Mackey hails NHS success in slashing deficit by two-thirds

16 Jun 17

NHS providers have succeeded in cutting their deficit by two-thirds over the financial year just ended, however the service missed its target by more than £200m, official figures have shown.

The deficit reduced from £2.4bn in 2015-16 to £791m in 2016-17. NHS Improvement chief executive Jim Mackey hailed the achievement as doing the “impossible”.

NHS Improvement said the improved deficit position was driven by system-wide changes £of over £3.1bn (3.7%) with over £700m saved on locum and agency use in the year.

Today’s figures were released in the NHS Improvement’s quarterly performance report on NHS providers.

Mackey stated: “This year, the NHS has achieved the impossible.  No healthcare system in the developed world has managed to achieve this level of efficiency.”

The turnaround was made against the backdrop of rising demand and a significant increase in delayed transfers of care – providers experienced a 24.5% increase in delayed days in 2016/17 compared to 2015/16.

In his comments, Mackey noted that “sheer hard work” helped the service arrive at a much healthier position without losing focus on patient safety and outcomes.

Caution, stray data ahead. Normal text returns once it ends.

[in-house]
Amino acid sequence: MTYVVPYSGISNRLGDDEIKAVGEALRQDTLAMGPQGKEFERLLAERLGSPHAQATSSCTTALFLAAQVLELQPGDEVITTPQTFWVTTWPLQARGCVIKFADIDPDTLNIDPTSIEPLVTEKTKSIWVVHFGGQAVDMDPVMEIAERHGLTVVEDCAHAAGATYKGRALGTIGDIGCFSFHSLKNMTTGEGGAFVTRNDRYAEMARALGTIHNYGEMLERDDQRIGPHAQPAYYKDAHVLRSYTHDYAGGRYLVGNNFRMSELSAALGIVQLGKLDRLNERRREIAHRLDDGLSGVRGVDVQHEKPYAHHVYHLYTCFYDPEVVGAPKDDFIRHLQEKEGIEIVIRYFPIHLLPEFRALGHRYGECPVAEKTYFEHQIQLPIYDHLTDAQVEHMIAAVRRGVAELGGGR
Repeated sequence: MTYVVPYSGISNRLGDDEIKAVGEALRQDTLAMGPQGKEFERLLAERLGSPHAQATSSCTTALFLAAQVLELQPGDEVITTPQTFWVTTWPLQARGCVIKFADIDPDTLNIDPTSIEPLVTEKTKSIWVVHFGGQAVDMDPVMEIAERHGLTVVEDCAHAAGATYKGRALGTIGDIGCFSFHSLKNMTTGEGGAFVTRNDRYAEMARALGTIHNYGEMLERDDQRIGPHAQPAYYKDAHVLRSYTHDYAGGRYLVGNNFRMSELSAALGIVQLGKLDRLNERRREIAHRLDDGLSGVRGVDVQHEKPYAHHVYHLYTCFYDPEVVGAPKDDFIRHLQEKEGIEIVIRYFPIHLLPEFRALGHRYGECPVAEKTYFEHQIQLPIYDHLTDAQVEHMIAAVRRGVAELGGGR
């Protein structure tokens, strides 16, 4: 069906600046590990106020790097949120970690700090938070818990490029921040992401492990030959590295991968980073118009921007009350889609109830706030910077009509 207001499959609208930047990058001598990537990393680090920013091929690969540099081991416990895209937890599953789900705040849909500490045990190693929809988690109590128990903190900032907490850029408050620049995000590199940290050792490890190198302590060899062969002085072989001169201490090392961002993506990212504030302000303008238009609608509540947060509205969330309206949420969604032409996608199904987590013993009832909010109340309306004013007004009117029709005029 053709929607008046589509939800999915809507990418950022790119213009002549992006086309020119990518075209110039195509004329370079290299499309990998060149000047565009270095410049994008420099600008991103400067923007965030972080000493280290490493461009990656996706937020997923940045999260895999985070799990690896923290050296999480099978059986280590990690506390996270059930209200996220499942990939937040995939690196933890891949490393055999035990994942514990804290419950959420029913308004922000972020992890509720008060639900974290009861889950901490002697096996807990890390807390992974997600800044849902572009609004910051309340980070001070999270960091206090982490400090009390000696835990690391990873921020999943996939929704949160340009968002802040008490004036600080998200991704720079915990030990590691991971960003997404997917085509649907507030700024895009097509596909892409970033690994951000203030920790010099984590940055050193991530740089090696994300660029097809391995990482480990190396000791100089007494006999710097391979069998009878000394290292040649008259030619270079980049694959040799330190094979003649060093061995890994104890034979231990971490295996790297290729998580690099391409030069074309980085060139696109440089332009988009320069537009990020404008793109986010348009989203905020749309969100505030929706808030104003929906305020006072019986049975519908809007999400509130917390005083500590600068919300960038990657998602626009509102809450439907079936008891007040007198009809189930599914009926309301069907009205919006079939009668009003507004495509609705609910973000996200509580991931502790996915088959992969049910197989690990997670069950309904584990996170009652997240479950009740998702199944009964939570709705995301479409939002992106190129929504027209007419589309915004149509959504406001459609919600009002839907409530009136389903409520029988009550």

He added: “People should feel justly proud of what they’ve achieved this year, and go into next year knowing that, whilst it will be hard, the challenge certainly is not impossible.”

NHS Improvement has also announced that work with providers previously in special measures because of financial concerns has helped generate over £100m of savings, while the organisation’s Financial Improvement Programme has identified around another £100m worth of savings.

NHS providers are now expected to reduce the current planned deficit of around £500m next year.

Commenting on the figures, Anita Charlesworth, director of research and economics at the Health Foundation, said: “The deficit of £791m means that NHS trust have missed their target of £580m. This is a large improvement on last year’s £2.45bn, ending a trend of rising deficits that began in 2013/14. However the service still faces a continued challenge over the next two years following the end of frontloaded investment.

“Less than half of NHS trusts were in deficit last year compared to two thirds the year before. This is a big improvement, but with 44% of trusts in deficit there are clearly still substantial pressures across the system and there is more work to be done.”

 She praised the “tireless efforts” of NHS staff but highlighted that the service was going through the most austere decade since its inception.


Jim Mackey is speaking at the CIPFA conference next month

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